I am fresh out of words for this post.

I am trying to piece together what I want to say but the thoughts aren’t exactly flowing, and the first draft felt more like mashed up sentences than like actual reflections.

But I have pictures to share. And I want to reflect on the year. And I want to spell out the things I’ve learned, so my future self can look back and nod and smile and think fondly on the 12 months that made up 2017, because it was a good 12 months, and I did learn a lot, and grew a lot and got better acquainted with the person I am becoming (and I quite like her!).

It was not all good, though. Some of it was bad, and some of it was really bad. There was loss and sadness, and there were struggles and confusion, but these are needed for growth. There is no sweet without the bitter.

As the years pass, the bitter becomes more tolerable, anticipated even. There have been times this year when I anxiously waited for bitter moments that never came, and that is one thing I’ve been trying to do less of lately and will continue to do less of next year: less worrying about tomorrow and more letting tomorrow worry about itself.
Therefore do not worry about tomorrow, for tomorrow will worry about itself. Each day has enough trouble of its own. - Matthew 6:34 [NIV]

Last year I set three goals/resolutions, and here is how I fared:
  • Take a real vacation - DONE
  • Start using a planner regularly - DONE, and then stopped because I felt my type A tendencies unhealthily going into overdrive.
  • Fix up the backyard - DONE (kinda?), we got a patio set, a fire pit and some tiki lights, but the grounds still need some love and it seriously needs to be treated for mosquitoes.

This year, I only have one: to finally finish the Goldfinch, by Donna Tartt. I started this book last year, and it is a biggun. The story is moving slow, so I keep putting it down with every intention to finish it later. Later has come.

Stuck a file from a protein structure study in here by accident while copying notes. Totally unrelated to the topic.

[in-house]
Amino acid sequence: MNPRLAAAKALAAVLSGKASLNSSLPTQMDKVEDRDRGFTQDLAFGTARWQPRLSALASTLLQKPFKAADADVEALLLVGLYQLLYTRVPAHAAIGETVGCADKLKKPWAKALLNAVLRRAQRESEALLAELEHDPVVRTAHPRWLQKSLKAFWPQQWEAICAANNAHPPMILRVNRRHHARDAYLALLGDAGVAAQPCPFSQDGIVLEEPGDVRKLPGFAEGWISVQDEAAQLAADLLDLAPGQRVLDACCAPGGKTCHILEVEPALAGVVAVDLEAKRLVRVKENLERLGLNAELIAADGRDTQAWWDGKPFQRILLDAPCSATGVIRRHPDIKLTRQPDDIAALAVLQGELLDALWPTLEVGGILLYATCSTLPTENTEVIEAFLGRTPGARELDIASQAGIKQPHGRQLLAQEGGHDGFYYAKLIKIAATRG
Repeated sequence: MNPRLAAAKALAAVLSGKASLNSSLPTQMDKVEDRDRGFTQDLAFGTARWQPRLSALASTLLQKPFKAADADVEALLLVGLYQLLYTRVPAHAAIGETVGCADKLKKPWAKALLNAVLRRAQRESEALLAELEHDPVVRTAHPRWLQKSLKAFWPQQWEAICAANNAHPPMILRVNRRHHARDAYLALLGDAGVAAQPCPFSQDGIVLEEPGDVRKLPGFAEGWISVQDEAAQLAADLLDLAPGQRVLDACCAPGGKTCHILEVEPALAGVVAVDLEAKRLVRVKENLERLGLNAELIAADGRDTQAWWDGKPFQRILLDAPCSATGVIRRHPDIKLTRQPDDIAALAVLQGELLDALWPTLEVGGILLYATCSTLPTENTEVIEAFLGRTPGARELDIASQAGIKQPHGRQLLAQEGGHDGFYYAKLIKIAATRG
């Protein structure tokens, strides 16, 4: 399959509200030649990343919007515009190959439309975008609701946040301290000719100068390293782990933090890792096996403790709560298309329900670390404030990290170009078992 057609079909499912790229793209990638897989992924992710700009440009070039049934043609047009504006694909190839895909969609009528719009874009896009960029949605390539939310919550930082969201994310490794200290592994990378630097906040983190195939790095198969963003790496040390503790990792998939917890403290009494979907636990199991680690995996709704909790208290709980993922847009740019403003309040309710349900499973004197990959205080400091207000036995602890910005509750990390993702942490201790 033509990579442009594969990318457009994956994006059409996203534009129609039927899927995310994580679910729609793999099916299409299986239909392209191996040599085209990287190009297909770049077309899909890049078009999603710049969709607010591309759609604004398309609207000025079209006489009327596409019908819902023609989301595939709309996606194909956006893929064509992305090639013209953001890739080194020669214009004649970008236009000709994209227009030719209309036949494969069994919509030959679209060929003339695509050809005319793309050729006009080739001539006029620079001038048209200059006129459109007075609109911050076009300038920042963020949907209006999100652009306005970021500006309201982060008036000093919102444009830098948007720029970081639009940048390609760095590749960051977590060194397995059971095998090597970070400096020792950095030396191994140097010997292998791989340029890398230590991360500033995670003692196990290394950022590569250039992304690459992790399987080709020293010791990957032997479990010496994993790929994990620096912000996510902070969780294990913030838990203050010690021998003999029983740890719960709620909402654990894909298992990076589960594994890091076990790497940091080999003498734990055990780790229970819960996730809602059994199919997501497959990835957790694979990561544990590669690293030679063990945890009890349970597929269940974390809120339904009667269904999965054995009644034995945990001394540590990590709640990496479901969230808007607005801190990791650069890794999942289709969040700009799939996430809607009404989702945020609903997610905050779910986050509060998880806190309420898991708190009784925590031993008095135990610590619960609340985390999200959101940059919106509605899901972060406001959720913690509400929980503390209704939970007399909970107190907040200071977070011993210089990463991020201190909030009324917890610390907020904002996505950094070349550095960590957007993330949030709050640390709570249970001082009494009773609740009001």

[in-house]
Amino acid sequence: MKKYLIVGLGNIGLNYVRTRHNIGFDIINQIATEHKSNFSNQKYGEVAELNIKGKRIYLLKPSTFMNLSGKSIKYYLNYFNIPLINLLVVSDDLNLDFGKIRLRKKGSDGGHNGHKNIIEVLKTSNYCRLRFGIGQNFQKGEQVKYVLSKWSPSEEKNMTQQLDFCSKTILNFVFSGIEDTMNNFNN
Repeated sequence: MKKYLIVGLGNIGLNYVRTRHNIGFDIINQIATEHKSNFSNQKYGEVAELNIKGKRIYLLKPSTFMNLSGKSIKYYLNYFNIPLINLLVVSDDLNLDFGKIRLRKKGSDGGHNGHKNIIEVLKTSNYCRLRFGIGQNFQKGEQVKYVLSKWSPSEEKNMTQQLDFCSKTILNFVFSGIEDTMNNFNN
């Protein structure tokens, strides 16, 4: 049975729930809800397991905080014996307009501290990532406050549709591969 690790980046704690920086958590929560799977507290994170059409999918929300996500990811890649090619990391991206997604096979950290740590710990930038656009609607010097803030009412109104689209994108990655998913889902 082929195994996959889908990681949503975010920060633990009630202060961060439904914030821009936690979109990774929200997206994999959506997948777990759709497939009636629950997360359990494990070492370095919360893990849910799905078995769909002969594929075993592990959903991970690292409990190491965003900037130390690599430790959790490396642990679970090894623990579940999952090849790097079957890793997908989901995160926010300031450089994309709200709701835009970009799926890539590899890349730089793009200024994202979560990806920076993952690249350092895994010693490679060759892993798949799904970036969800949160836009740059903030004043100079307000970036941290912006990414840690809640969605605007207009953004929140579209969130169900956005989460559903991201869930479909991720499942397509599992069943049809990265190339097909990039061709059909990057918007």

Other than that, I am taking each day for what it is, planning for tomorrow but not worrying (too much) about it. This will probably prove to be easier said/typed than done, but that is the goal.


Photos from December are below.

Well, well, well, look what time of year it is.

THE END. It's the end of the year. We have made it. We are here.

Every now and then, I come across some really well-written pieces on the interwebs and get the urge to share it here. When I share something, I want it to have real substance. Unfortunately there are so many vapid pieces out there, and it's becoming more and more difficult to filter the fluff. Whether it aligns with my viewpoint or not, the article should only be one thing: thought-provoking. The following (listed below) were just that. Instead of explaining them in my own words, I have pasted some excerpts.

It snowed this past weekend in Atlanta, and it brought back memories of me as a kid, in Michigan, getting ready for school in the morning when it had snowed the night before, continually checking the tv to see if my school's name scrolled across the bottom with the other local closings. 

It rarely did. Even when schools did close for a snow day in Michigan (and I'm talking only if there's like a three feet of snow or more on the ground), my school would always push the boundaries and stay open. I can only remember a handful of real, no-school snow days in my lifetime, and I'd beg my mom to let me stay home, but nope. I always had to go. 

Listen, Linda. HONEY.

I lost NaNoWriMo and here's why:
© the active spirit. +